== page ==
I thought it was really funny actually. Some of the words match with really funny corresponding links, and all of them brought him a fair deal of press...he admits it was just one semester but he was brought into a huge media event multiple times per day. Many even if unrelated to him brought him needless controversy like you are verifying. For PDF specifically, you also see in the interview that this has the most support of 900 alternatives and got student and admin approval, so while some disagreement is inevitable, you can't not respect him for all his work.

    • CC'13  

      You clearly do not know Steven at all. This is half him making fun of himself and half him making fun of the media for all the coverage. He could very well have included double the number of links if he wanted to (search him on bwog or spectator; there are multiple pages), and he could have included himself getting Phi Beta Kappa (http://bwog.com/2013/04/30/phi-beta-kappa-inductees-for-2013-announced/), but he didn't. He quite simply tries to help however he can and is always questioning how best to do that.

    • CC'13  

      Also please refer to:

      #1 where he says to care about others and not be jealous.
      #3 where he says to try to be open minded.
      His admirer where he says its easier to scar than admire the beautiful.
      His regret where he says popularity is overrated.

      You might be able to learn from this.

    • Anonymous  

      They asked for his claim to fame after all, and he was kinda at the center of every news story even when he didn't want to be, so...

      10/10 funny.

  4. Anonymous  

    brevity is the soul of wit

  5. Anonymous

    #4 is so meta.

  6. Anonymous

    He might be verbose, but he's certainly witty. Lots of humor, metaphor, and generally great advice. I loved every word.

  7. Anon

    Steven's one of the most impressive people I've met at Columbia. In my experience, those with the most important-looking resumes can be downright disappointing in real life--constantly bailing on their commitments or finding ways to minimize their share of the work, speaking eloquently of grandiose plans and ideas but rarely following them through, while the rest of us are confortable with slacking to some degree. Steven actually does everything he says he's going to do and beyond, and less out of a craving for glory than an unwavering, rock-hard sense of dedication. And on top of that, he's funny and endlessly kind and overall a lovely human being with consistently fascinating insights. I wish him nothing but the best. He deserves it 150%

  8. I'll tell you this

    A lot of the time I disagreed with Steven, feuded with him, or opposed him. But let this be said, for every time that one of those three happened, I respected him. He is one of the most passionate, charismatic, and caring people I've met thus far at Columbia. A lot of the time I feel like people here have very strong opinions, but without any degree of thought or emotion, but Steven had intense amounts of both, and for that, I will always consider him one of the most impressive people I've met at Columbia. Probably the best part is when he reads this, he'll probably be able to think of at least five people who wrote this, which says so much (in his favor). Even though I knew him incredibly well and worked closely with him, I probably won't stay in touch with him, but I'll certainly remember what he taught me and all he gave the things that we were connected by, and for that I'm thankful.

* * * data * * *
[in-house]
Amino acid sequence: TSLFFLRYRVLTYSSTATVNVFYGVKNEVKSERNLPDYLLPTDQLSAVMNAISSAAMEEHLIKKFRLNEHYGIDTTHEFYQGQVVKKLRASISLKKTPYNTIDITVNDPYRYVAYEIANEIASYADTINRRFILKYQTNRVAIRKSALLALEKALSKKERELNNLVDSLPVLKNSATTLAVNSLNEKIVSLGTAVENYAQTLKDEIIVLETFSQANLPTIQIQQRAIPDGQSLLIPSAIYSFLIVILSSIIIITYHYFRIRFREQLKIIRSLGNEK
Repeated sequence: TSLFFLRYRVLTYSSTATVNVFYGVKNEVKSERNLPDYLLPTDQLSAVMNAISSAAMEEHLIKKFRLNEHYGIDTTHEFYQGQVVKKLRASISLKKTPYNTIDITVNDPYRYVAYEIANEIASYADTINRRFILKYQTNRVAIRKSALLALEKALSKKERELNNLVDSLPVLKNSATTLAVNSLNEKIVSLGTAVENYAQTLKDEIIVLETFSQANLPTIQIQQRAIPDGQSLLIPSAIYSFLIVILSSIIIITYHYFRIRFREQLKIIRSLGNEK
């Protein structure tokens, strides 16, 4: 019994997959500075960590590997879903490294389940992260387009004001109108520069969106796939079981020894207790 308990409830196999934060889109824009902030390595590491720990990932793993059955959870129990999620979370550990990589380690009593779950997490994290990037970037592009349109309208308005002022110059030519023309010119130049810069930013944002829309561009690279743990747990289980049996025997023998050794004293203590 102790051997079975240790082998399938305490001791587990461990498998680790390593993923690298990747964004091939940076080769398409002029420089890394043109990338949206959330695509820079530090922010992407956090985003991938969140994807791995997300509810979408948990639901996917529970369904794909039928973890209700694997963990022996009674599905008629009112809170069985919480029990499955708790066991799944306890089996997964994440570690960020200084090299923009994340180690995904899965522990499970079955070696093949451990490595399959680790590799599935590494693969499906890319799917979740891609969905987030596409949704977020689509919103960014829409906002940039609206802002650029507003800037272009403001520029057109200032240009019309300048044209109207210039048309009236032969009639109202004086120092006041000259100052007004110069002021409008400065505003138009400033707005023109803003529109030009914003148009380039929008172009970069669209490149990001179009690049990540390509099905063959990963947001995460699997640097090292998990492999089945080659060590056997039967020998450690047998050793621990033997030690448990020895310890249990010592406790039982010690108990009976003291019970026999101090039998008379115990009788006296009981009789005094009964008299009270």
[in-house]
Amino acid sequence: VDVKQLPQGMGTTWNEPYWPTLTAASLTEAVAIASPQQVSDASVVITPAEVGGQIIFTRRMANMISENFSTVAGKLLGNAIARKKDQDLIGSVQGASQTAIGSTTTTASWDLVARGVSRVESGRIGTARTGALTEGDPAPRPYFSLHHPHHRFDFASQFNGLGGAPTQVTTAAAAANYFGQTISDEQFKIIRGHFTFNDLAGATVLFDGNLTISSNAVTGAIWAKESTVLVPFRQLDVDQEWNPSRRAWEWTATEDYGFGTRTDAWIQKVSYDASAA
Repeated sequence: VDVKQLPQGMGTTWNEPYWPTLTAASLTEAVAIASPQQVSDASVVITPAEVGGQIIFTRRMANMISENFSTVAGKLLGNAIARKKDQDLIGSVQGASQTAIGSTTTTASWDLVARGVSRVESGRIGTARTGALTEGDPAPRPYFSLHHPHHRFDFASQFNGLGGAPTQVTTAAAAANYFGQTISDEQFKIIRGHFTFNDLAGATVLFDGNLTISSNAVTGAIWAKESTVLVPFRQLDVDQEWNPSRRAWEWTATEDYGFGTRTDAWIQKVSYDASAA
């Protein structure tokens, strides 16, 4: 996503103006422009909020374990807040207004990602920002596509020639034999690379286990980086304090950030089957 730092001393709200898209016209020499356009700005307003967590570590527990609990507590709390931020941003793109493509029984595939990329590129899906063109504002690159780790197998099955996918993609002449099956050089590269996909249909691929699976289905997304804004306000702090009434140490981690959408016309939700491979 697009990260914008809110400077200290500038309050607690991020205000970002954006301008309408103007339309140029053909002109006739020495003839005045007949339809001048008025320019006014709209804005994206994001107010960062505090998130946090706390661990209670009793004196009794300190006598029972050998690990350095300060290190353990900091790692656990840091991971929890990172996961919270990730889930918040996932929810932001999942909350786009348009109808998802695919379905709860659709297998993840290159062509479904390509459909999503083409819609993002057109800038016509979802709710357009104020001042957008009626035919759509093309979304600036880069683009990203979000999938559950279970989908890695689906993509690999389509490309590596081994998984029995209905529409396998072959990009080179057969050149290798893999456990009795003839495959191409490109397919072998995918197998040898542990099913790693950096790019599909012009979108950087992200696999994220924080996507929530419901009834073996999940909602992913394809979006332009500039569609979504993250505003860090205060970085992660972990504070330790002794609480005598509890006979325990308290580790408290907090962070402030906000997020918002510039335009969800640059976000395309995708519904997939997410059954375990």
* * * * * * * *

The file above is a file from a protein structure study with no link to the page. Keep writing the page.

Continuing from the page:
9. seems like  

    a huge douchebag

  10. Twitch  

    He's telling people to go to the roof of Low? I hope no one emails the administration ratting him out and invalidates any class he took on the top floor of a building.

    • Anonymous  

      I'm sorry that he stepped in when a concerned student asked him to do so and that he stood for honesty and fairness unlike everyone else. If you had done the same sooner, maybe Prof. Williams (not Steven) would have not had to throw out the IDs and been able to use an alternate test. Seems like you are the exact example of someone "clustering all rules as one bureaucratic mess" and forgetting which ones are important.

  11. not totally anonymous

    Steven is one of the most genuine people I know. He's kind, thoughtful, and very selfless. I met him during our first year, and he was always the one to make a great joke or use his surface level awkwardness to make others laugh (years later, I discovered that he's really not that awkward). I can vouch for him and say he's definitely 1. a dance machine 2. an integral part of the campus community.